I went my normal way home from school this morning. Through the park, over the hill, with its views across London.
There it was, on the other side of the city. A rising grey column from a narrow point, turning gradually into wisps blowing northwards, like a soft-focus tornado. ‘That’s it’, nods a dog-walker to me. That’s Grenfell Tower, the block of flats that was engulfed in flames in the small hours of this morning.
The home of hundreds of people is now belching toxic fumes and particles into the sky. The smoke is so dense that it forms a clear shape from even here. It’s that smoke that met people in their corridor of their home, forced its way into flats, into the lives and the lungs of sleeping residents.
I think of children asleep on a warm summer’s night, one arm thrown out of bed, the other still clasping a toy train or cuddly panda. Teens, homework done, friends said goodnight to. Mothers, fathers, daughters, sons, aunts, uncles, grandmothers, grandfathers, friends, lovers, colleagues, neighbours. People who yesterday celebrated a birthday or good news, or who went to bed bowed under the weight of debt or loss. The people who, at best, have witnessed everything they owned being eviscerated. And at worst – well, there is the smoke.
A young man comes up. Maybe in his early 20s, black, with a hoody and earphones, white sports kit under his jacket. We’re probably the kind of people the other one would normally just pass by. He stands there, on the grass, his feet still, watching. ‘Is that it?’ he finally says. ‘Yes,’ I say. And we start to talk. To find some way of expressing what it feels like to be watching people’s lives turned into the chaos and terror of black smoke.
Between us and the fire we can see dozens more tower blocks. We can see almost all of London from here.
How many of those could this happen to, we wonder. How is this possible?
We talk about 9/11, about polystyrene tiles and aviation fuel, about building regulations and accountability. We don’t have any answers – of course we don’t.
‘Oh man,’ he says, ‘I’ve got such a busy day, and this has really got me. But I needed to come up here.’
I want to find something for him. I want to look for gratitude in the situation, because this is where I always try to turn. I know pain doesn’t help. At least, I say, we live in a city where this isn’t ok. Where people will be held accountable. Where we say, we will not accept this.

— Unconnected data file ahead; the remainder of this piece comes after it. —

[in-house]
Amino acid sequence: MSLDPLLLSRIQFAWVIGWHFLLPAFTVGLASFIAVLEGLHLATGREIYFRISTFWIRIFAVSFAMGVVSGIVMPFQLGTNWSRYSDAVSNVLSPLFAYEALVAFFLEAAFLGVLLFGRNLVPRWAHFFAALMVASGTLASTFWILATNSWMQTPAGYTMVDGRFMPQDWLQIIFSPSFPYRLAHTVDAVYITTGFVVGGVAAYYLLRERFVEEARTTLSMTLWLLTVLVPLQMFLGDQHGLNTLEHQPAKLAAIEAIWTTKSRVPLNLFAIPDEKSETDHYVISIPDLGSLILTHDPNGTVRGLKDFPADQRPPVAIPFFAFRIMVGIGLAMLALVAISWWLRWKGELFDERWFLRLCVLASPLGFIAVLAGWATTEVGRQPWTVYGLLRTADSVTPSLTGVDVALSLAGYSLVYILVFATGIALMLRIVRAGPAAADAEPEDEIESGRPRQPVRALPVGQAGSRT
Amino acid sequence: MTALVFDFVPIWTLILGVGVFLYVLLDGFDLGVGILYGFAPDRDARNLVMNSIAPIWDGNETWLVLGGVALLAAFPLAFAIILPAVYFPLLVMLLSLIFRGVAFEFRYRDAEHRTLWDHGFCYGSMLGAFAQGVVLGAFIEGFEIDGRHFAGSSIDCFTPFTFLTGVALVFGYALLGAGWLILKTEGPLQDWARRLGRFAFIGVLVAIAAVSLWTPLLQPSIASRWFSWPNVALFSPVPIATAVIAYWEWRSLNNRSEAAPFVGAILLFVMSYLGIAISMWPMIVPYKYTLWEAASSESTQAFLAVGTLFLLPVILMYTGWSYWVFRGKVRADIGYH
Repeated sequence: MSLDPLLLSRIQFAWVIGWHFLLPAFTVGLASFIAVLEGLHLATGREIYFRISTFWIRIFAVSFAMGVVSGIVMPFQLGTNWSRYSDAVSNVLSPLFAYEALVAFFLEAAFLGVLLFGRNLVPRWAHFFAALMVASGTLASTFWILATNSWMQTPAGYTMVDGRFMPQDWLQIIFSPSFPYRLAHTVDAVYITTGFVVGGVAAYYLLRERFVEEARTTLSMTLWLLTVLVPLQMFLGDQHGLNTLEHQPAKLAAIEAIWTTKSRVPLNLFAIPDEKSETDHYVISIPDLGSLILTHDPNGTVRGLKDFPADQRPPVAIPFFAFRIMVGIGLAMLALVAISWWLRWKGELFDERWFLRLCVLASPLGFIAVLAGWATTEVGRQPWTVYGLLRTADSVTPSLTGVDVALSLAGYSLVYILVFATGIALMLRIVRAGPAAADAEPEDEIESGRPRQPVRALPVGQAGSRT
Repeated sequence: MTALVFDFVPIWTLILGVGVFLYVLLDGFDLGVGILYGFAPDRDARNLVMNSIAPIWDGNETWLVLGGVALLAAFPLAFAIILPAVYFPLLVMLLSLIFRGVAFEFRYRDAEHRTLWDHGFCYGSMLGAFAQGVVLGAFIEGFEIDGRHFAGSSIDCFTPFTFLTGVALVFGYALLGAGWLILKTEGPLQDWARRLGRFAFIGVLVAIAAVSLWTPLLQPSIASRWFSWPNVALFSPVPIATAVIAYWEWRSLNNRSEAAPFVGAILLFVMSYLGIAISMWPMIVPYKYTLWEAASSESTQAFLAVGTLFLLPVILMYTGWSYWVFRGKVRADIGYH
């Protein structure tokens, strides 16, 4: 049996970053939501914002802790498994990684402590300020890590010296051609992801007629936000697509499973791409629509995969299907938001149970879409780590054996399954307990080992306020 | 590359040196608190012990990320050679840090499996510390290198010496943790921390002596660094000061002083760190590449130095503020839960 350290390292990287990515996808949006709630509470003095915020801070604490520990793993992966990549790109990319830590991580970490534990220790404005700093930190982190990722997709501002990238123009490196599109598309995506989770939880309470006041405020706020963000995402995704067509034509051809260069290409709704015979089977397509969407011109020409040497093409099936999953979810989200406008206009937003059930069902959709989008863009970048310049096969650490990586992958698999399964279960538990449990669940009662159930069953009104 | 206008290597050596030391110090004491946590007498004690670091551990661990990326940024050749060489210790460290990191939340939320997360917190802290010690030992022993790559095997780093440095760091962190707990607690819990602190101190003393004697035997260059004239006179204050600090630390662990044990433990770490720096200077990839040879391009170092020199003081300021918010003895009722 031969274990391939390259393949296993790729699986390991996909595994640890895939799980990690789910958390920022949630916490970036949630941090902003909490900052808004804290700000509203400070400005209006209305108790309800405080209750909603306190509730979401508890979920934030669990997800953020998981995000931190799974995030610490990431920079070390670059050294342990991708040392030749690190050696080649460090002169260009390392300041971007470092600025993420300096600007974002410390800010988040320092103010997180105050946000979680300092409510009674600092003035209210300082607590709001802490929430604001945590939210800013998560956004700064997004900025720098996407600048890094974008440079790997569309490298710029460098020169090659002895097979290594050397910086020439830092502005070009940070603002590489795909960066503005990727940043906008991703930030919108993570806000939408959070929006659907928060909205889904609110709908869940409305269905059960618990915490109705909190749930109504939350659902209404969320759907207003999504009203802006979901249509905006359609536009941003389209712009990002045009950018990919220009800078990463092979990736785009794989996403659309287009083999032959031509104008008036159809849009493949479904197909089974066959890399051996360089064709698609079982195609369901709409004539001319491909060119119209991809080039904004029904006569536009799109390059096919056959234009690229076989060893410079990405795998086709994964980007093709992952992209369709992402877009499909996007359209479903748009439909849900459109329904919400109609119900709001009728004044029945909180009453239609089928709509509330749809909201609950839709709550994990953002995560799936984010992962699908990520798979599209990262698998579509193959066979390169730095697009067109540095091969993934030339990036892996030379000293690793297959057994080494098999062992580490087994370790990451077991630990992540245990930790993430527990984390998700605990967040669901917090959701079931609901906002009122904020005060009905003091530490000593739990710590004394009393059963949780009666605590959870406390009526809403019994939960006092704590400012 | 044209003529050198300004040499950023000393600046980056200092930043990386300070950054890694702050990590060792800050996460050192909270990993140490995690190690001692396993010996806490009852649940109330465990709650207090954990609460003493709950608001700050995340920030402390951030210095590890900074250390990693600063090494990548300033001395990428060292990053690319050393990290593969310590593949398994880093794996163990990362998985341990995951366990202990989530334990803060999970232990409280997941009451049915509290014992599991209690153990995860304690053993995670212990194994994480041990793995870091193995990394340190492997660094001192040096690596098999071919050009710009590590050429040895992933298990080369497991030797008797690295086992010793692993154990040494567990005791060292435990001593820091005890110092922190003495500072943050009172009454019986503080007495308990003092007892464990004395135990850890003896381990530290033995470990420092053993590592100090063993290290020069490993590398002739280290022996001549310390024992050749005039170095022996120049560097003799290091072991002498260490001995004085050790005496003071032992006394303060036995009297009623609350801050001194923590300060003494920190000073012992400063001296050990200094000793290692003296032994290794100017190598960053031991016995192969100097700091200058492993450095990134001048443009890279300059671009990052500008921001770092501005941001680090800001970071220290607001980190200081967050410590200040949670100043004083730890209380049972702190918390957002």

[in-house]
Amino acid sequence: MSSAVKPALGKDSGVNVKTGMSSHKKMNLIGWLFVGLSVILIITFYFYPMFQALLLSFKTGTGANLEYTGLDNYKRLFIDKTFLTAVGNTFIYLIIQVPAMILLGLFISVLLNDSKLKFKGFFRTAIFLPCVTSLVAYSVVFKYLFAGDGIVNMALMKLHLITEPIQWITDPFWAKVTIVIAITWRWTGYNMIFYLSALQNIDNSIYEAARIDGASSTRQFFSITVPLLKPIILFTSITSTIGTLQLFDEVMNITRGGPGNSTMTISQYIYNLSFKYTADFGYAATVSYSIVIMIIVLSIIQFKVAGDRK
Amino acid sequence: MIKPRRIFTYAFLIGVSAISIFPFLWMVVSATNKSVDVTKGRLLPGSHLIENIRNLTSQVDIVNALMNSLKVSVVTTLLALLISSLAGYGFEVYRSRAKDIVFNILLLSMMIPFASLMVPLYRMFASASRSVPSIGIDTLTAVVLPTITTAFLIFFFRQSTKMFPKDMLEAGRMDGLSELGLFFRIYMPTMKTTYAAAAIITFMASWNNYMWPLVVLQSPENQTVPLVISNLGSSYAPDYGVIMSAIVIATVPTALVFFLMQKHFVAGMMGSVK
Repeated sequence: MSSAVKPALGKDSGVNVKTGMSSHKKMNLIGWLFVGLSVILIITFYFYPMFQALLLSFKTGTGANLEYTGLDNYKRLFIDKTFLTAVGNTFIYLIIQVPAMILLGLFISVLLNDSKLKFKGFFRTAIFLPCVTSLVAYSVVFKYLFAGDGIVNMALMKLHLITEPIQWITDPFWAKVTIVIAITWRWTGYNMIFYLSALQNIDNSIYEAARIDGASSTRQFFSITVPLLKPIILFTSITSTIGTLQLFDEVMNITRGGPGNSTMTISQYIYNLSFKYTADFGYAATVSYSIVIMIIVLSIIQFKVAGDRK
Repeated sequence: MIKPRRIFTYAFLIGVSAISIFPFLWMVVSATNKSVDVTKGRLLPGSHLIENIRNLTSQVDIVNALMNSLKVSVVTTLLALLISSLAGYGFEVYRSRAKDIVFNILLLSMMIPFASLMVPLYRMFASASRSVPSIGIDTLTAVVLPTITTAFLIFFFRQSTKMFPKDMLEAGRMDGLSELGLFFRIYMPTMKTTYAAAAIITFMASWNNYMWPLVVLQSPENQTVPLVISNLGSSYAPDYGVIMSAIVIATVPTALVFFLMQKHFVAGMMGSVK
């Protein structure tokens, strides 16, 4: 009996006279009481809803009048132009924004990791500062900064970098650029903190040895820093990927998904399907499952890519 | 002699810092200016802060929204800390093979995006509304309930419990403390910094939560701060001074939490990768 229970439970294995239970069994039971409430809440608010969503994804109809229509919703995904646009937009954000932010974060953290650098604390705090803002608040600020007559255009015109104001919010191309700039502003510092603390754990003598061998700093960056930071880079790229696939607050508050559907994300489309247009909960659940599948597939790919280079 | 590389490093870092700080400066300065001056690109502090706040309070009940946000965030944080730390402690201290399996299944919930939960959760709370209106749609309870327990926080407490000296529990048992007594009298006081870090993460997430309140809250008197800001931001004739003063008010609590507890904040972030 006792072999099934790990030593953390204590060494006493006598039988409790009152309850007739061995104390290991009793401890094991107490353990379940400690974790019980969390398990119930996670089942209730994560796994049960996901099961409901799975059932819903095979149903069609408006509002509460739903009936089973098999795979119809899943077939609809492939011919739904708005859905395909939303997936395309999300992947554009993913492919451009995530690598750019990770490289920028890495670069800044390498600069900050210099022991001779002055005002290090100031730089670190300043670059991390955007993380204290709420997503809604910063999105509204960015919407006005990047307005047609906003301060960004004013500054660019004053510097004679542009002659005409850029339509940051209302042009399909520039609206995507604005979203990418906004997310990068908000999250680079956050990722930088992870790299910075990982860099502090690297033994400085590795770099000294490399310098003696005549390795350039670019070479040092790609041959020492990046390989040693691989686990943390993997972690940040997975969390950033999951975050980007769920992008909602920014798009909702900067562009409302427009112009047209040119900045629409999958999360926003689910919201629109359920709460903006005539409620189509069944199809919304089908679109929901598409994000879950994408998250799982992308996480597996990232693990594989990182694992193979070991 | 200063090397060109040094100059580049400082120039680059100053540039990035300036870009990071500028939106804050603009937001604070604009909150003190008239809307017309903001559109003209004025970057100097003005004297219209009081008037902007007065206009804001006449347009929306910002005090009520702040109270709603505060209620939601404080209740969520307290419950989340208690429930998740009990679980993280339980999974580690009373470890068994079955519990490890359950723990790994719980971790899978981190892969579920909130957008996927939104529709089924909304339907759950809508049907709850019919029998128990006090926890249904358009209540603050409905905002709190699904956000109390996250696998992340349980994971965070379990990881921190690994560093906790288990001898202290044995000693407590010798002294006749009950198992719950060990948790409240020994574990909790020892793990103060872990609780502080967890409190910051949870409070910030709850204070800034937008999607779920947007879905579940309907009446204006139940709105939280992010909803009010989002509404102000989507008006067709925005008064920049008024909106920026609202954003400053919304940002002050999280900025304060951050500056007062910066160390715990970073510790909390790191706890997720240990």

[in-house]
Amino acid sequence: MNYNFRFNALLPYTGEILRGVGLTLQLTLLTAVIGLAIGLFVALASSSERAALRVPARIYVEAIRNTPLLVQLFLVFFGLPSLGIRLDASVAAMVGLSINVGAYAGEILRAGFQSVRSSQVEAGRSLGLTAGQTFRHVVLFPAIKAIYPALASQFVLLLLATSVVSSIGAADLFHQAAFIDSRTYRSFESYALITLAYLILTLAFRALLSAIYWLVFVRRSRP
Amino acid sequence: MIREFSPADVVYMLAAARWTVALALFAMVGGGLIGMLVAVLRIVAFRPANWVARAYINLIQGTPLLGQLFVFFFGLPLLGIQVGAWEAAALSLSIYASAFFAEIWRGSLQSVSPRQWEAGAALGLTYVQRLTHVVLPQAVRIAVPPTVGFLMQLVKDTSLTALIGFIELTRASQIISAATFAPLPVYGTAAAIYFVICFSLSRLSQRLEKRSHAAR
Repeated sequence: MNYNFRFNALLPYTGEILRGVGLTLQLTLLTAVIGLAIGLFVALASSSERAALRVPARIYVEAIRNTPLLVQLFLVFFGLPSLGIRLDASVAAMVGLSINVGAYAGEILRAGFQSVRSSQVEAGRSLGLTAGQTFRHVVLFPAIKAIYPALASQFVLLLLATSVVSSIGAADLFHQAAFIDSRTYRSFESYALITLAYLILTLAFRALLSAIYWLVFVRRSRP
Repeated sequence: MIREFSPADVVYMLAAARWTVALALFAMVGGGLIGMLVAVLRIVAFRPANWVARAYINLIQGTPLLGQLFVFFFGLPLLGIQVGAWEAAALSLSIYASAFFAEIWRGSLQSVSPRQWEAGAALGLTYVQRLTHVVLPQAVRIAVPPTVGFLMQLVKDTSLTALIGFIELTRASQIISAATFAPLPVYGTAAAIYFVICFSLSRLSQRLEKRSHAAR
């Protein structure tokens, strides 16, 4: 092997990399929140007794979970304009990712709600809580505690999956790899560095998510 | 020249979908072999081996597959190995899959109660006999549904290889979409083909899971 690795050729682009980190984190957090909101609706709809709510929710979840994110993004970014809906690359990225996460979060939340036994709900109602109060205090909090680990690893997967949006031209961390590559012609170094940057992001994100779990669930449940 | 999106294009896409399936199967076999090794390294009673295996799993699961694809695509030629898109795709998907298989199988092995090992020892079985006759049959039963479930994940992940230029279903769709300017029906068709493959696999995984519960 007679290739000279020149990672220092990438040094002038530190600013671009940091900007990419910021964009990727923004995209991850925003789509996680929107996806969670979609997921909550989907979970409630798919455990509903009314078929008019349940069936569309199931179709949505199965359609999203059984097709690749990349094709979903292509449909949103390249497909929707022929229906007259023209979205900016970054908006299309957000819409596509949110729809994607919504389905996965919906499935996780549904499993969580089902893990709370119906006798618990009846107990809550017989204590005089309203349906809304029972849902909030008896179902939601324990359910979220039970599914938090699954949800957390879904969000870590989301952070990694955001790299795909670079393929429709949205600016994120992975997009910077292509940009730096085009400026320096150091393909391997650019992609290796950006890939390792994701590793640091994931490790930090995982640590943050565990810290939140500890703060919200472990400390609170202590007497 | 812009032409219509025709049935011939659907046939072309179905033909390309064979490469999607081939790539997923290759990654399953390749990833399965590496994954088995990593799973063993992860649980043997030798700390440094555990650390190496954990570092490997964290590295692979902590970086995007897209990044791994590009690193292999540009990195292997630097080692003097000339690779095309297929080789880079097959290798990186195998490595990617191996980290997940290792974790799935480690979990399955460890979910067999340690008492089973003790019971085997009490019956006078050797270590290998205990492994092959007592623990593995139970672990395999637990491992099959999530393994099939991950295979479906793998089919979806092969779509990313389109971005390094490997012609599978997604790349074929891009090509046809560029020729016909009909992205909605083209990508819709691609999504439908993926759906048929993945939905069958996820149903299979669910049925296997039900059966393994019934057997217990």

Yes, he says. We shake hands. ‘Alexander.’ ‘Joanna.’ And we both want to believe it.
Culture is what makes us human
Back at my desk, I’m writing about how all creation and culture comes from a fundamental need to connect with others. I find myself wondering how this fits.
Is there any point in trying to draw any lessons beyond a desire to believe that this can’t happen again?
But I’m a writer. Words, in various forms, are my medium. And culture underlies our whole identity as humans. The evidence points to the very survival of Homo Sapiens being due to the development of a culture – probably including, in some form, music, dance and visual arts as well as language – that allowed connections and the building of bonds that Neanderthal man didn’t have.
We do know this, instinctively. At times of tragedy, shock and challenge, we have conversations we wouldn’t normally have. We organise concerts, hold vigils, we create murals and monuments and gardens of remembrance. We share Facebook posts and social media memes. They help us, somehow, to make sense of our emotions, and to hold them in a shared space.
I don’t have any wise words on what we need to learn. I hope, like everyone else, that the news will be less bad than we fear, and the recovery will be less traumatic than it seems it could be.
But I do know this. Culture is what makes us human. It’s what connects us to others. Culture isn’t a part of our lives. It’s something we do, instinctively, continually.
Use your medium, whatever it is. Use it to build bonds. To connect. To make change, or to change minds. Believe that your medium can comfort or agitate. Campaign for building regulation enforcement, or improve a school playground. Tend a garden. Join a flash-mob or a choir. It won’t restore a building or a life. It won’t combat toxic, chemical smoke. It won’t give food or shelter, today. But it will make all of our lives that bit more, simply, human.